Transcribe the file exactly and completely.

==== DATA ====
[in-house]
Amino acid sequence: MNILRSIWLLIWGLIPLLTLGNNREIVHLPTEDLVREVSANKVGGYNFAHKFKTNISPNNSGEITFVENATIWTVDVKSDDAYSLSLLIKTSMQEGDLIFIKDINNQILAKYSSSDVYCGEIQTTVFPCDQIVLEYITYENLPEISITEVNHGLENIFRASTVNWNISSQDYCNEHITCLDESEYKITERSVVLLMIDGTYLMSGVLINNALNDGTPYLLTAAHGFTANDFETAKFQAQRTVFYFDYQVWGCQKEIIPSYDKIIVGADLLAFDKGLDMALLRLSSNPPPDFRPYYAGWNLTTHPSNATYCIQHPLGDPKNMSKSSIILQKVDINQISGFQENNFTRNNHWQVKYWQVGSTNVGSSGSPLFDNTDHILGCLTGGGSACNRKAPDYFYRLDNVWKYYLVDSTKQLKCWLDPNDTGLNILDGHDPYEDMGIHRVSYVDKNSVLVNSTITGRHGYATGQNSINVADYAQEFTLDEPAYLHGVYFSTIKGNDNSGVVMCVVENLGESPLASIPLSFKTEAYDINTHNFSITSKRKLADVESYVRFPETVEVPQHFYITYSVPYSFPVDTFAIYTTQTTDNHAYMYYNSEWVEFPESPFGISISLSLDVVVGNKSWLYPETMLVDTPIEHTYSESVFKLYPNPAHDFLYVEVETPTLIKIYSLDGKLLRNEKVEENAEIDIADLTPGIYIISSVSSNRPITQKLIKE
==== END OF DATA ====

[in-house]
Amino acid sequence: MNILRSIWLLIWGLIPLLTLGNNREIVHLPTEDLVREVSANKVGGYNFAHKFKTNISPNNSGEITFVENATIWTVDVKSDDAYSLSLLIKTSMQEGDLIFIKDINNQILAKYSSSDVYCGEIQTTVFPCDQIVLEYITYENLPEISITEVNHGLENIFRASTVNWNISSQDYCNEHITCLDESEYKITERSVVLLMIDGTYLMSGVLINNALNDGTPYLLTAAHGFTANDFETAKFQAQRTVFYFDYQVWGCQKEIIPSYDKIIVGADLLAFDKGLDMALLRLSSNPPPDFRPYYAGWNLTTHPSNATYCIQHPLGDPKNMSKSSIILQKVDINQISGFQENNFTRNNHWQVKYWQVGSTNVGSSGSPLFDNTDHILGCLTGGGSACNRKAPDYFYRLDNVWKYYLVDSTKQLKCWLDPNDTGLNILDGHDPYEDMGIHRVSYVDKNSVLVNSTITGRHGYATGQNSINVADYAQEFTLDEPAYLHGVYFSTIKGNDNSGVVMCVVENLGESPLASIPLSFKTEAYDINTHNFSITSKRKLADVESYVRFPETVEVPQHFYITYSVPYSFPVDTFAIYTTQTTDNHAYMYYNSEWVEFPESPFGISISLSLDVVVGNKSWLYPETMLVDTPIEHTYSESVFKLYPNPAHDFLYVEVETPTLIKIYSLDGKLLRNEKVEENAEIDIADLTPGIYIISSVSSNRPITQKLIKE